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In Melbourne Shabbat begins Fri 25 Aug 2017 05:34 PM and ends Sat 26 Aug 2017 06:35 PM
ל' תשרי ה' אלפים תשע"ב
Noach spent 120 years building an ark. Can you imagine the grit and stubbornness it would have demanded to keep on for so long? Plugging away, day after day, with the hope that he'd be able to save enough breeding stock to be able to repopulate the world after the flood and thus regenerate life as he knew it. He spent a huge chunk of his adult life living, breathing and obsessing about the ark.
But once it was finally finished, what did he do then? Hashem had just informed him of the imminent arrival of the flood; the rain would be starting any day now. You'd have thought that he'd immediately move into animal capture mode; scurrying around frantically, trapping two of every living creature to fill his travelling menagerie. After all, he was a man on a mission and what's the use of building the yacht in the first place if you're not going to fill it?
However from a careful reading of the text it becomes obvious that Noach himself never headed out into the wild. Two by two they came to Noach in the ark, male and female as G-d had commanded Noach (Noach 7:9) . It doesn't say that Noach bought them; rather they came by themselves (Rashi).
Noach's job was to build an ark; it was up to G-d to fill it. He did what he had to do and then allowed Hashem to decide who would be saved.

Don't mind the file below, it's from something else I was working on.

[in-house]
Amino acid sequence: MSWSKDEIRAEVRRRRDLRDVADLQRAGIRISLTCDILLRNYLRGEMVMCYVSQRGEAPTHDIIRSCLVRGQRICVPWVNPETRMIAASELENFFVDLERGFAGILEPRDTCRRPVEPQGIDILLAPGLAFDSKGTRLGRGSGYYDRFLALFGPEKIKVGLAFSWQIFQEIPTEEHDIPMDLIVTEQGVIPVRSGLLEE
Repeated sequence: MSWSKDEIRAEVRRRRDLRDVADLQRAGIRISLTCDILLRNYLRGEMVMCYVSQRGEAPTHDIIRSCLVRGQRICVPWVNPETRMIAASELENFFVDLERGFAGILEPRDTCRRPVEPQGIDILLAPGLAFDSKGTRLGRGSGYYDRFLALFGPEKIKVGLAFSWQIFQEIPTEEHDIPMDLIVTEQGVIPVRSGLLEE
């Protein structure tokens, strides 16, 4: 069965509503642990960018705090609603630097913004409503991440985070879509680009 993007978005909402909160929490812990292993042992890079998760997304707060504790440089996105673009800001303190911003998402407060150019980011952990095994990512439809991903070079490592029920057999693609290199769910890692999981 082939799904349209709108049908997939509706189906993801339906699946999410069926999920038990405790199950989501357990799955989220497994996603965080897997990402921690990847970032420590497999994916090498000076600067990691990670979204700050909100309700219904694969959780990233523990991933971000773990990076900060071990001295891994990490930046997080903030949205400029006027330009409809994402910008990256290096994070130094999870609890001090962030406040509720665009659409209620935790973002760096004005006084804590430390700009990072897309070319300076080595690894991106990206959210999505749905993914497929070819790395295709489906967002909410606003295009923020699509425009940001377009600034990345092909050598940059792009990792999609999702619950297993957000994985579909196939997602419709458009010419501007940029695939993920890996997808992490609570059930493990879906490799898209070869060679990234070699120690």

We all have a job and a mission from G-d; we're just cogs in a giant enterprise. However, too often in life we waste time obsessing about the long-term success of the project; worrying about the part we can't control, when in reality we're just distracting ourselves from fulfilling our personal mission.
It is tempting to believe that my purpose is to make people religious or persuade them to change their lives completely, but that's not my job. My job is to build the most welcoming centre of Judaism that I can and present Yiddishkeit in the most inviting manner possibly. However, people have to choose to walk through the door by themselves.
Our job is to open the door; we can't know in advance who will walk through. We can only build the asylum but Hashem chooses who will be saved. It is too easy to obsess about results, but not at the expense of doing our job. If we focus on the process, we can trust in G-d to bring about a successful conclusion.